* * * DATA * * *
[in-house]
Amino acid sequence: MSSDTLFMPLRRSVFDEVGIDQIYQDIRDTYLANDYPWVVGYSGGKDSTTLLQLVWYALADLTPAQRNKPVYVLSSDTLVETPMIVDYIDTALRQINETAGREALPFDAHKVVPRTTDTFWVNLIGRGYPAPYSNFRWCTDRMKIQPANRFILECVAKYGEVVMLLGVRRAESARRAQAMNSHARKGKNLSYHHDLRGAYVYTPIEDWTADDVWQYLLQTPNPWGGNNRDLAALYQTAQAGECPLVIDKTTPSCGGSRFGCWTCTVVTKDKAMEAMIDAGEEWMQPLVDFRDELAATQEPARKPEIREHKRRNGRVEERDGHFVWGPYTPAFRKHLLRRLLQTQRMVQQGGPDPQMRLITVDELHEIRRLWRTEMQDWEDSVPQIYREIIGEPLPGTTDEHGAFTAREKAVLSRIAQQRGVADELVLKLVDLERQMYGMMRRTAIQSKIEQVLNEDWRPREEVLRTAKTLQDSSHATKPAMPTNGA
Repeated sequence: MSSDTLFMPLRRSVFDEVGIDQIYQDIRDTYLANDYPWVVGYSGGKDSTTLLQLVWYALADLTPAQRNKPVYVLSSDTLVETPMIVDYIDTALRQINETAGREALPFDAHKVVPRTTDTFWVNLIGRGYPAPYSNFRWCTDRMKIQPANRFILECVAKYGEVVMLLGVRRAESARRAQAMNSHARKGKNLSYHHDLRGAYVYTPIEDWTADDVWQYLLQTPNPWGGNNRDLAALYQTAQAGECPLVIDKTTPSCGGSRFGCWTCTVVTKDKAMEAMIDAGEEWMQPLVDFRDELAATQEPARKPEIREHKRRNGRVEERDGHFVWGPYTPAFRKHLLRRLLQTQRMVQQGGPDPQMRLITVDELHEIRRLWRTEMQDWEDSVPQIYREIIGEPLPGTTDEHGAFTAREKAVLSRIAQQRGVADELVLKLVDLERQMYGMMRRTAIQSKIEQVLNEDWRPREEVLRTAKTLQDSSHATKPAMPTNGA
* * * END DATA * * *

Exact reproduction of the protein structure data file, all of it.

[in-house]
Amino acid sequence: MSSDTLFMPLRRSVFDEVGIDQIYQDIRDTYLANDYPWVVGYSGGKDSTTLLQLVWYALADLTPAQRNKPVYVLSSDTLVETPMIVDYIDTALRQINETAGREALPFDAHKVVPRTTDTFWVNLIGRGYPAPYSNFRWCTDRMKIQPANRFILECVAKYGEVVMLLGVRRAESARRAQAMNSHARKGKNLSYHHDLRGAYVYTPIEDWTADDVWQYLLQTPNPWGGNNRDLAALYQTAQAGECPLVIDKTTPSCGGSRFGCWTCTVVTKDKAMEAMIDAGEEWMQPLVDFRDELAATQEPARKPEIREHKRRNGRVEERDGHFVWGPYTPAFRKHLLRRLLQTQRMVQQGGPDPQMRLITVDELHEIRRLWRTEMQDWEDSVPQIYREIIGEPLPGTTDEHGAFTAREKAVLSRIAQQRGVADELVLKLVDLERQMYGMMRRTAIQSKIEQVLNEDWRPREEVLRTAKTLQDSSHATKPAMPTNGA
Repeated sequence: MSSDTLFMPLRRSVFDEVGIDQIYQDIRDTYLANDYPWVVGYSGGKDSTTLLQLVWYALADLTPAQRNKPVYVLSSDTLVETPMIVDYIDTALRQINETAGREALPFDAHKVVPRTTDTFWVNLIGRGYPAPYSNFRWCTDRMKIQPANRFILECVAKYGEVVMLLGVRRAESARRAQAMNSHARKGKNLSYHHDLRGAYVYTPIEDWTADDVWQYLLQTPNPWGGNNRDLAALYQTAQAGECPLVIDKTTPSCGGSRFGCWTCTVVTKDKAMEAMIDAGEEWMQPLVDFRDELAATQEPARKPEIREHKRRNGRVEERDGHFVWGPYTPAFRKHLLRRLLQTQRMVQQGGPDPQMRLITVDELHEIRRLWRTEMQDWEDSVPQIYREIIGEPLPGTTDEHGAFTAREKAVLSRIAQQRGVADELVLKLVDLERQMYGMMRRTAIQSKIEQVLNEDWRPREEVLRTAKTLQDSSHATKPAMPTNGA